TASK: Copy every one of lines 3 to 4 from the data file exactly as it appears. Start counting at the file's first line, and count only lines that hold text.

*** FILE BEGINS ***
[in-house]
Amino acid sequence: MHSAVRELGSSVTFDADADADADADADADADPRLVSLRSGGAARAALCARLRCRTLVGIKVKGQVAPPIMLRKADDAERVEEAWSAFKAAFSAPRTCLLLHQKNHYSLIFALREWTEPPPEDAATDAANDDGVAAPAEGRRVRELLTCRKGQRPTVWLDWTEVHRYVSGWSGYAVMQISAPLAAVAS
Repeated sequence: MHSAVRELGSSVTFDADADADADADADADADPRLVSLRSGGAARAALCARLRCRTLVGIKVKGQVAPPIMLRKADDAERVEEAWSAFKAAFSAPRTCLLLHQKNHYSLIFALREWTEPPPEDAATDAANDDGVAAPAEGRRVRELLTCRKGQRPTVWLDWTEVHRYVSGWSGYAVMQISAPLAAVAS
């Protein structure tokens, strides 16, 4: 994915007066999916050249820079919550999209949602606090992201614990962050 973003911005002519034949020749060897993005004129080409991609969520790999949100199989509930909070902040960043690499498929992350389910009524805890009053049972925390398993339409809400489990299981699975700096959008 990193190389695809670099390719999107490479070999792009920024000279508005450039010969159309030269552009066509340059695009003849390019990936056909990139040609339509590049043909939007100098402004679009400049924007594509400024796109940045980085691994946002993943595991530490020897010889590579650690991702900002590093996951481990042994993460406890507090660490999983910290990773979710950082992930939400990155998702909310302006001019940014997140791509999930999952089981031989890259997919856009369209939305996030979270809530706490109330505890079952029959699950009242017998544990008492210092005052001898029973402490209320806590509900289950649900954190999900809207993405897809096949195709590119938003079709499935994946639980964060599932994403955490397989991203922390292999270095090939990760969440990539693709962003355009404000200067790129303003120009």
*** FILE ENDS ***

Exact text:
Repeated sequence: MHSAVRELGSSVTFDADADADADADADADADPRLVSLRSGGAARAALCARLRCRTLVGIKVKGQVAPPIMLRKADDAERVEEAWSAFKAAFSAPRTCLLLHQKNHYSLIFALREWTEPPPEDAATDAANDDGVAAPAEGRRVRELLTCRKGQRPTVWLDWTEVHRYVSGWSGYAVMQISAPLAAVAS
């Protein structure tokens, strides 16, 4: 994915007066999916050249820079919550999209949602606090992201614990962050 973003911005002519034949020749060897993005004129080409991609969520790999949100199989509930909070902040960043690499498929992350389910009524805890009053049972925390398993339409809400489990299981699975700096959008 990193190389695809670099390719999107490479070999792009920024000279508005450039010969159309030269552009066509340059695009003849390019990936056909990139040609339509590049043909939007100098402004679009400049924007594509400024796109940045980085691994946002993943595991530490020897010889590579650690991702900002590093996951481990042994993460406890507090660490999983910290990773979710950082992930939400990155998702909310302006001019940014997140791509999930999952089981031989890259997919856009369209939305996030979270809530706490109330505890079952029959699950009242017998544990008492210092005052001898029973402490209320806590509900289950649900954190999900809207993405897809096949195709590119938003079709499935994946639980964060599932994403955490397989991203922390292999270095090939990760969440990539693709962003355009404000200067790129303003120009």